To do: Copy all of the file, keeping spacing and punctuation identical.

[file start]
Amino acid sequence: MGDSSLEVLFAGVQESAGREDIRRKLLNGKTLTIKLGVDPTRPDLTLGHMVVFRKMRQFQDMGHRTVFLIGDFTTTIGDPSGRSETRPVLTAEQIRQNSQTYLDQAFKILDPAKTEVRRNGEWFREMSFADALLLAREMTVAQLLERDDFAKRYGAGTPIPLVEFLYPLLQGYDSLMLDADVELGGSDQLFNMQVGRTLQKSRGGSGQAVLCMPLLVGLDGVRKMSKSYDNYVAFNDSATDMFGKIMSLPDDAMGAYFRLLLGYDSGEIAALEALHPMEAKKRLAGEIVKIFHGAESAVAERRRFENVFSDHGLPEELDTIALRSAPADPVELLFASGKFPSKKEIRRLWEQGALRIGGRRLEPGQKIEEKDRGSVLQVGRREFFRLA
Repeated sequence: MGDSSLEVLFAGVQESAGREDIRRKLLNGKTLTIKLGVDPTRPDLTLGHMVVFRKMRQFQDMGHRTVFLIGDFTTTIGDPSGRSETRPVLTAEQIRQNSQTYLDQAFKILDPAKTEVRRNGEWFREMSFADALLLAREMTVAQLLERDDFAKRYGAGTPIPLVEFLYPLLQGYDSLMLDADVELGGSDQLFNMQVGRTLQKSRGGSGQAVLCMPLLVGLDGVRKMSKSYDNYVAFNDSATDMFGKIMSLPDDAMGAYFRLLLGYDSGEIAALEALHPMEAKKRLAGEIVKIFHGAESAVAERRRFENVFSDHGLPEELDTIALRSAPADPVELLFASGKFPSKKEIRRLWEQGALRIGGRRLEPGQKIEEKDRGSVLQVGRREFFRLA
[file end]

Amino acid sequence: MGDSSLEVLFAGVQESAGREDIRRKLLNGKTLTIKLGVDPTRPDLTLGHMVVFRKMRQFQDMGHRTVFLIGDFTTTIGDPSGRSETRPVLTAEQIRQNSQTYLDQAFKILDPAKTEVRRNGEWFREMSFADALLLAREMTVAQLLERDDFAKRYGAGTPIPLVEFLYPLLQGYDSLMLDADVELGGSDQLFNMQVGRTLQKSRGGSGQAVLCMPLLVGLDGVRKMSKSYDNYVAFNDSATDMFGKIMSLPDDAMGAYFRLLLGYDSGEIAALEALHPMEAKKRLAGEIVKIFHGAESAVAERRRFENVFSDHGLPEELDTIALRSAPADPVELLFASGKFPSKKEIRRLWEQGALRIGGRRLEPGQKIEEKDRGSVLQVGRREFFRLA
Repeated sequence: MGDSSLEVLFAGVQESAGREDIRRKLLNGKTLTIKLGVDPTRPDLTLGHMVVFRKMRQFQDMGHRTVFLIGDFTTTIGDPSGRSETRPVLTAEQIRQNSQTYLDQAFKILDPAKTEVRRNGEWFREMSFADALLLAREMTVAQLLERDDFAKRYGAGTPIPLVEFLYPLLQGYDSLMLDADVELGGSDQLFNMQVGRTLQKSRGGSGQAVLCMPLLVGLDGVRKMSKSYDNYVAFNDSATDMFGKIMSLPDDAMGAYFRLLLGYDSGEIAALEALHPMEAKKRLAGEIVKIFHGAESAVAERRRFENVFSDHGLPEELDTIALRSAPADPVELLFASGKFPSKKEIRRLWEQGALRIGGRRLEPGQKIEEKDRGSVLQVGRREFFRLA